There exists a tendency for separation. Human thought is categorical. It likes to place things in categories in order to understand them. This is a necessary process. It is also misleading. The separation that exists in relation to the categories doesn’t mirror discrete separations in the world. This isn’t to say that there are no separations (“All is One”) but to suggest that separations are nebulous, that they are fuzzy or vague because they are indefinite. Reality is not One, but it is not-Two either.
It is typical to make strong separations between religion and politics. These are two big name categories that organise our ideas about different sets of practices. We sometimes talk about religion and politics together in the sense of Christian evangelicals and their influence on neo-cons. We sometimes talk about their relation as being ontogenic, one emerging out of the other, as when radical political movements are seen as outgrowths of millenarian and messianic movements. We sometimes talk about the religiosity of politics when we want to talk about people’s moral psychology and belief systems. We often want to counter-pose them, reducing one to an inferior status in order to demonstrate the other’s superiority (the logic of resentment). Thus people will call their political opponents fundamentalists or fanatics. They will decry an opposing ideology or political strategy as theological, a supposedly devastating accusation that stands in for any real argument. People will talk about political engagement and mystical disengagement. They will talk about religion as an occulted mode of political power, mind control of the masses under an aesthetic of disappearance. They will talk about all kinds of contingent conjunctions and temporary constellations of politics and religion as if they were eternal and necessary features. Therefore fascism is a religio-political movement and communism an atheistic one. The banalities pile up and it isn’t my intention to repeat them. To list them all would put everyone to sleep. Rather I intend to make an axiomatic assumption and stick to it.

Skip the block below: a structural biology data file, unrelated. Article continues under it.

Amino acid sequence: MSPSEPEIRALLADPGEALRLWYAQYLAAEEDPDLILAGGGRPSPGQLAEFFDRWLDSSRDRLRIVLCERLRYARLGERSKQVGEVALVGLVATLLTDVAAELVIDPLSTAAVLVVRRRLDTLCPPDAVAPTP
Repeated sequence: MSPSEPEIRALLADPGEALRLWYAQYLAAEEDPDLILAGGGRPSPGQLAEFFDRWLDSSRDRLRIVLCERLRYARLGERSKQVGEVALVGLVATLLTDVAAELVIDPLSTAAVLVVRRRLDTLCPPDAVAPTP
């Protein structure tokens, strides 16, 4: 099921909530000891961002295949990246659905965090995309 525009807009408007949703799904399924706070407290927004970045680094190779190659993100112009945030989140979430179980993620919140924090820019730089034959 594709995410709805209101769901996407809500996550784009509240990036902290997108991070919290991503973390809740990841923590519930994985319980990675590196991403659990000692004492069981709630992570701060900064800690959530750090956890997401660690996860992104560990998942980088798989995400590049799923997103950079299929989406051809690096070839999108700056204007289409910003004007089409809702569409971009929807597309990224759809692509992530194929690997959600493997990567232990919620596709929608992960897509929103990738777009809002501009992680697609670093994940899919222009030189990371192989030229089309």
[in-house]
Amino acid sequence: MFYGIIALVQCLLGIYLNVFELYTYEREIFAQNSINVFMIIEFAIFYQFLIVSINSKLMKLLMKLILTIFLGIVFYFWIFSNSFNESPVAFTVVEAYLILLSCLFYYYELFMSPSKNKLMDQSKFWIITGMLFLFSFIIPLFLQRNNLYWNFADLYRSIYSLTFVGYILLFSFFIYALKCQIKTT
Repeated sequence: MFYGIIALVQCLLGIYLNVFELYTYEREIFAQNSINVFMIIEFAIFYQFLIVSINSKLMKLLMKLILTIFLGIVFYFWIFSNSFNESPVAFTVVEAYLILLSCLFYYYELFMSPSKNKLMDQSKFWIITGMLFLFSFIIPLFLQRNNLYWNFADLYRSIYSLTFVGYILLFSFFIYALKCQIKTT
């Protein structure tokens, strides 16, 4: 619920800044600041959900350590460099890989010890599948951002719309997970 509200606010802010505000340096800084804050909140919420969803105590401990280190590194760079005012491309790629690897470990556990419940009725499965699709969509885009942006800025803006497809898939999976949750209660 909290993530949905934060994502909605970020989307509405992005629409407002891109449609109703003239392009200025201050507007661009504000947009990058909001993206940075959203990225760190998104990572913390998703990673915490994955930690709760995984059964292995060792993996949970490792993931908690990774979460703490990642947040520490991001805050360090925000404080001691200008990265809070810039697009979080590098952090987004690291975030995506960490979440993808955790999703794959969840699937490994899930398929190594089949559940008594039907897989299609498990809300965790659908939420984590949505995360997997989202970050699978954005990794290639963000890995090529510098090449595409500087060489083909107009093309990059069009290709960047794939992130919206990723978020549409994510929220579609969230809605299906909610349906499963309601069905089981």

Religion and politics are not two.
The non-duality of religion and politics means that we must always treat religion as political and that we must always treat religion as political. This itself may strike you as banal. The point of such an axiom isn’t to be edgy or to freak you the fuck out. It doesn’t want to be original. It just very quietly states that this conceptual duality isn’t an oppositional binary that can be overcome or obliterated, cannot be decided upon, but must continually be realised in our actual experience of both and either. This is to say that the accusation of the political being a kind of religion must be affirmed. It means the reverse is true too, that the religious is always a kind of politics. The two cannot be prised apart and kept separate from one another. Therefore the historical characterisation of fascism as religio-political must be emphatically asserted of communism, liberalism, individualism as well. Yes, communism is a religious movement just like John Gray has said it is. But, so is any and every political ideology or movement that would criticise it, including Gray’s own mystico-poetical conservatism. This is the assertion of the impossibility of atheism in relation to the political. This is to neutralise in advance any criticism that would take the form x is a theological position. All political statements are theological enunciations.
The non-duality of the asserts that we must consider all politics as religio-political. In making this our axiom we should be careful to stress the presence of the Foucaultian hyphen in our terminology. Non-duality can be understood to exhibit a similar conceptual structure in logical space that power-knowledge does in Foucault’s work. The crucial operation of the hyphen is to draw power and knowledge into their inseparable nexus without ever allowing them to collapse into one another. In Foucault power and knowledge do not become identical but they become nonetheless inseparable and mutually conditioning and contaminating. They never become One but they are not Two either.
How should we understand religion in our axiom? The answer to this lies in the work of Georges Bataille, who will be a guiding influence on the development of “my project.” Bataille will tell us that religion is something to do with intimacy:
Religion is this long effort and this anguished quest: It is always a matter of detaching from the real order, from the poverty of things, and of restoring the divine order. The animal or plant that man uses (as if they only had value for him and none for themselves) is restored to the truth of the intimate world; he receives a sacred communication form it, which restores him in turn to interior freedom//Bataille, 67.